The election season is in full swing. Voters around the country are casting ballots for who they want to be the next President. Now, more than ever, we need to determine for ourselves how our faith impacts politics.
So should you join the Moral Majority? Or should you disengage from politics? Or is there a different way?
Bruce Ashford and Chris Pappalardo want to help you answer that question. They stopped by The Eric Metaxas Show to talk faith, politics and their book One Nation Under God. You can listen to the audio or read the highlights below.
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Ashford on political anger.
“Instead of being characterized by anger and fear, we should be characterized by grace and joy. Anger is not wrong, but the Scriptures do say to be careful not to sin in your anger. It’s very easy to sin in our anger, and it’s very easy to be blinded politically when we’re angry. And I think anger has led to the ascendency of several of our political candidates, and that’s why I think’s it’s such a problem right now.”
It’s very easy to be blinded politically when we’re angry.
Ashford on Donald Trump.
“He has taken other candidates to school on how to communicate. He has a master narrative that America is in decline and that he will make America great again. He knows perhaps that mostly American voters are swayed by emotional connection rather than rational argument. So he doesn’t focus on rational argumentation. He speaks the language of the people in a way that some of the more wonkish of the candidates don’t.
Pappalardo on Christians’ political involvement.
“If Jesus really is Lord of all, then he’s Lord of politics as well.”
If Jesus really is Lord of all, then he’s Lord of politics as well.
Pappalardo on the false dilemma.
“It seems like we have two choices. We can go Pat Robertson, Moral Majority and all of that on one side. And we see it can get really nasty. We’re making alliances with political parties and candidates, and you’re like, ‘I’m not sure that’s legitimately Christian, but that’s where it is, that’s the option we have.’ If that’s the only engagement with politics we see, I understand a lot of young Christians saying, ‘I don’t want to play that game. That’s a mess. I know that God has a future for the church and the gospel, so I’ll just pour myself into it there.’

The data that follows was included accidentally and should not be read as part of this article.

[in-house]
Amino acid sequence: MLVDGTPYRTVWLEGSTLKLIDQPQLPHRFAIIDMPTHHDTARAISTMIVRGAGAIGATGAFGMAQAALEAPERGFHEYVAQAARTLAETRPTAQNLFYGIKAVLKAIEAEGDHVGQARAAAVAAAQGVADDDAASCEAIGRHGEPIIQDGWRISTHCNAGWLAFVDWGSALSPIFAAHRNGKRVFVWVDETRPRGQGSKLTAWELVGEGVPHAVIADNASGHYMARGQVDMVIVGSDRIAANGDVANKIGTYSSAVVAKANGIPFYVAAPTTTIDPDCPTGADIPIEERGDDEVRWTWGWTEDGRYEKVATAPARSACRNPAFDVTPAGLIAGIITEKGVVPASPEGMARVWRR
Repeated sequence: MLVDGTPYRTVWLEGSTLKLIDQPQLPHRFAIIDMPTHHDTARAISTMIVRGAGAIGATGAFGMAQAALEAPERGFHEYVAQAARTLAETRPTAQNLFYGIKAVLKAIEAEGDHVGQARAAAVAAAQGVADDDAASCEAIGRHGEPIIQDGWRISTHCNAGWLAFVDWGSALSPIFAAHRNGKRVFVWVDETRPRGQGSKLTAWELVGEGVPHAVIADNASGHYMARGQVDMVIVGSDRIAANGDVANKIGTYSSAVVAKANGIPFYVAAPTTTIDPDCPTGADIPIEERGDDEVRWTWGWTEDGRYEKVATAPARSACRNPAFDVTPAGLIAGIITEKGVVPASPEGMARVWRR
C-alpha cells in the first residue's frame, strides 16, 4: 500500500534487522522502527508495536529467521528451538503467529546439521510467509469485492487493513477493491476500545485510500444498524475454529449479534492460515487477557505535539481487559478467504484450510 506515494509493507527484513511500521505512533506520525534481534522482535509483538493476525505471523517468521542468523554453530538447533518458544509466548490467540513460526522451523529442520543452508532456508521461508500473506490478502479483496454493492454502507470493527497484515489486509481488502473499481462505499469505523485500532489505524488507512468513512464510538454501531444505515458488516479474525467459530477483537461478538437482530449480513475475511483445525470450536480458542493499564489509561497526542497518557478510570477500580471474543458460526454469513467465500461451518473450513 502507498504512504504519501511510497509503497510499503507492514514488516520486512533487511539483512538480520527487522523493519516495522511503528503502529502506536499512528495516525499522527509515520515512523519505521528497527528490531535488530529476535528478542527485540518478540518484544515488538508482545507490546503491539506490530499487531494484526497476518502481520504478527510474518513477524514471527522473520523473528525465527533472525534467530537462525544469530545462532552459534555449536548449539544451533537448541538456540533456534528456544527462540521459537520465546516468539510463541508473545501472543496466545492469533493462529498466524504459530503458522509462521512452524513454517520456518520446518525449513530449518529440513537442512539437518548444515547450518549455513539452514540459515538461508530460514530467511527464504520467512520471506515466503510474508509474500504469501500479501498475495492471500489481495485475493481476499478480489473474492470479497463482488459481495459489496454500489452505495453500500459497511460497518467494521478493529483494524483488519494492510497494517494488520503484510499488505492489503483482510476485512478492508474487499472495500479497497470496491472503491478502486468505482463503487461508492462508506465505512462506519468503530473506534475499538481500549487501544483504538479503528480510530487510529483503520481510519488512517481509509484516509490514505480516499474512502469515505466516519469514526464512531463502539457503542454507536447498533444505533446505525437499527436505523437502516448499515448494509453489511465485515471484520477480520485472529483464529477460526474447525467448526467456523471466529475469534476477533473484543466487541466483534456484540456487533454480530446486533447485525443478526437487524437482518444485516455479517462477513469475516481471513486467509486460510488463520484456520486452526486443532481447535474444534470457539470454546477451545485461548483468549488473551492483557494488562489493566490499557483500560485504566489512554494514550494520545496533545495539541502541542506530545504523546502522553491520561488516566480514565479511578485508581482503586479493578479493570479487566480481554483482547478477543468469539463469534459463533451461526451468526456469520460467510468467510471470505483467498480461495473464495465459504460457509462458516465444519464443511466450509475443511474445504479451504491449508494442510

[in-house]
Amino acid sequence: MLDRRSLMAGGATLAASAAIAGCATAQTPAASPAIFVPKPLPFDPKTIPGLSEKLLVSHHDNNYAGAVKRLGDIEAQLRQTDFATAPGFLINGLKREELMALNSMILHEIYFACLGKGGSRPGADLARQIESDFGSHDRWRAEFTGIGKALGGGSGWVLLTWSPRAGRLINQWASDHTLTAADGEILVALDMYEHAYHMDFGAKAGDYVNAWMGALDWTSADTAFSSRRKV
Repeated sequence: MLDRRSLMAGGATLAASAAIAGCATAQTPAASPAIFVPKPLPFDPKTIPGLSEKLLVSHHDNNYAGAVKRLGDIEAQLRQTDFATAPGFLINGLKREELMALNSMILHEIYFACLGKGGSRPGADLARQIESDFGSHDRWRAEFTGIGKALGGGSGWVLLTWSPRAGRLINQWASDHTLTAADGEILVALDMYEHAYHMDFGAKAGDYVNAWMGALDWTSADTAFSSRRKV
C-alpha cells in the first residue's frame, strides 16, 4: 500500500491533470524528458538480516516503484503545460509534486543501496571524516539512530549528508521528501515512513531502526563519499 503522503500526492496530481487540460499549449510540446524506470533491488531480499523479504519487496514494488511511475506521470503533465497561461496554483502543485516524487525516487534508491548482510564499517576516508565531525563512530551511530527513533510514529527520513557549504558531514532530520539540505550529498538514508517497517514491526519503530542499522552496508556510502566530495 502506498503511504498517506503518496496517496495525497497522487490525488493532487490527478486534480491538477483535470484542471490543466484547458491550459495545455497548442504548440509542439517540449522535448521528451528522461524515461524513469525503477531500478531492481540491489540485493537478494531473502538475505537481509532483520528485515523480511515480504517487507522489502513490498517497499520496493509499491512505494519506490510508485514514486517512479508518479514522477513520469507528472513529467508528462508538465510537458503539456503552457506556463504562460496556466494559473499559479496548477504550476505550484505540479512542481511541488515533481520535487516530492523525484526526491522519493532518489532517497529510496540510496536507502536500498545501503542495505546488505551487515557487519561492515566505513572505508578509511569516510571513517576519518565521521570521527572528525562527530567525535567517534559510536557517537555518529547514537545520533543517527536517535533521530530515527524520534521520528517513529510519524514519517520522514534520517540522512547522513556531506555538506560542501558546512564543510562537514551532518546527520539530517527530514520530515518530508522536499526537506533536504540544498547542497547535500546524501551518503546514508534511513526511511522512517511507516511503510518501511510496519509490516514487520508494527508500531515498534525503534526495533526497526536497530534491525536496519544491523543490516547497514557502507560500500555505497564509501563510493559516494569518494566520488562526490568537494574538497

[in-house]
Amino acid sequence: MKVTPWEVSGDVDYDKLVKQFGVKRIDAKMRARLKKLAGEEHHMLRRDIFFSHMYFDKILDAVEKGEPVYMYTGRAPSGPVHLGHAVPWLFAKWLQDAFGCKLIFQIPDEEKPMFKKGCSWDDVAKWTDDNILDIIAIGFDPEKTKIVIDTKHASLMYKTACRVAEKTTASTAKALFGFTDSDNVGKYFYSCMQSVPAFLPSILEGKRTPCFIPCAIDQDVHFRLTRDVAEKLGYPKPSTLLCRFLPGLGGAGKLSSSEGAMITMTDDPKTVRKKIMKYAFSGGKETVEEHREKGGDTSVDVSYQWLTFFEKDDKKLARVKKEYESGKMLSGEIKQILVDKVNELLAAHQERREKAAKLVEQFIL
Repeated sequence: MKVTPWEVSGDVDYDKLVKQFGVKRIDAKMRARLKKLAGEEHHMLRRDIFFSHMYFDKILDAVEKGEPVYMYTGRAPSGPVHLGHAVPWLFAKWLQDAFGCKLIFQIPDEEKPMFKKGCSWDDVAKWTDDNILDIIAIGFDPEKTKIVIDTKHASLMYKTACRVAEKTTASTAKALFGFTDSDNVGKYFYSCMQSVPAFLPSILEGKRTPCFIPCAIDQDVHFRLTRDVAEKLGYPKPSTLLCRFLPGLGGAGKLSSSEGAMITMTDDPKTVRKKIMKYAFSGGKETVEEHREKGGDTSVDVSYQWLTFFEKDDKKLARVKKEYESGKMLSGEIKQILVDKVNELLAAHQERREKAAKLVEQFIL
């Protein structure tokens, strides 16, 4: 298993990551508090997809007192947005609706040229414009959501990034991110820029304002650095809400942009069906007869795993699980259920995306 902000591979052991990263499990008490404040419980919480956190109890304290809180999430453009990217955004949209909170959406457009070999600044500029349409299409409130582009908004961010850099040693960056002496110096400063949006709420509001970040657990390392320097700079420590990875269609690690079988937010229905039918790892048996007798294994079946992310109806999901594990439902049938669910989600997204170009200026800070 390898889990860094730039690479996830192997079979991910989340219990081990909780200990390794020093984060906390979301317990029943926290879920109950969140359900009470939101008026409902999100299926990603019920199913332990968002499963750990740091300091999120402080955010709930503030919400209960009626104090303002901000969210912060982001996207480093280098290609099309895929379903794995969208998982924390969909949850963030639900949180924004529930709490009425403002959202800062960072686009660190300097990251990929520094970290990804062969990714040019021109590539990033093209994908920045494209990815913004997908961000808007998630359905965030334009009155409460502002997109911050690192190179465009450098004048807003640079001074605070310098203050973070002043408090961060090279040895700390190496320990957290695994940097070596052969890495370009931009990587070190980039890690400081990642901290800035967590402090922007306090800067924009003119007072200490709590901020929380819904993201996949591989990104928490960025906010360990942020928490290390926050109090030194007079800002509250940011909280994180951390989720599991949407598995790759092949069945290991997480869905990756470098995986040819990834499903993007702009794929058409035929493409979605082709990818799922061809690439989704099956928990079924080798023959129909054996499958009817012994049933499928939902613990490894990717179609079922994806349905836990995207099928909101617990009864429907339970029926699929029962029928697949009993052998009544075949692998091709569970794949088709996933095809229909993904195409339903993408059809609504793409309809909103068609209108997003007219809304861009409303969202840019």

“But we want to say that’s a false dilemma. You don’t have to choose being angry and the Moral Majority or disengaging from politics altogether. You can shoot the middle where you say, ‘Look, let’s be passionate about this and try to learn from some of the mistakes of the previous generation while still respecting the fact that they were taking Jesus out into public, which we all ought to be doing.'”
Pappalardo on politics as an idol.
“Politics, like any idol, can work well for us if it’s in the right spot. But when it becomes an idol, it crushes us when it disappoints us. With all the eggs in that basket, we made some successes. Those were euphoric. But every failure became just devastating. It’s a case, like Bruce said earlier, of wanting to take our marbles and go home.
“What we’re saying is, let’s get in there. Let’s mix it up a little bit. But let’s do it starting from a position of confidence because we know that Christ is going to bring some sort of victory into this and is going to bear things out instead of a little bit more of the defensiveness…
“And also, let’s try to push back against the categories that politics wants to put on evangelicals. We’re not just a voting block to be manipulated one way or another…. We’d like to be a prophetic voice that pushes back against any and all candidates from a Christian perspective.”
We’re not just a voting block to be manipulated one way or another.
Ashford on the impact of religion.
“The Bible treats religion as a heartfelt matter in that it encompasses the whole of who we are and it affects us deeply. One of the problems we have is that some people take that and think [that] since it is heartfelt, it is private. It is precisely because our belief is heartfelt that it radiates outward into everything we do.”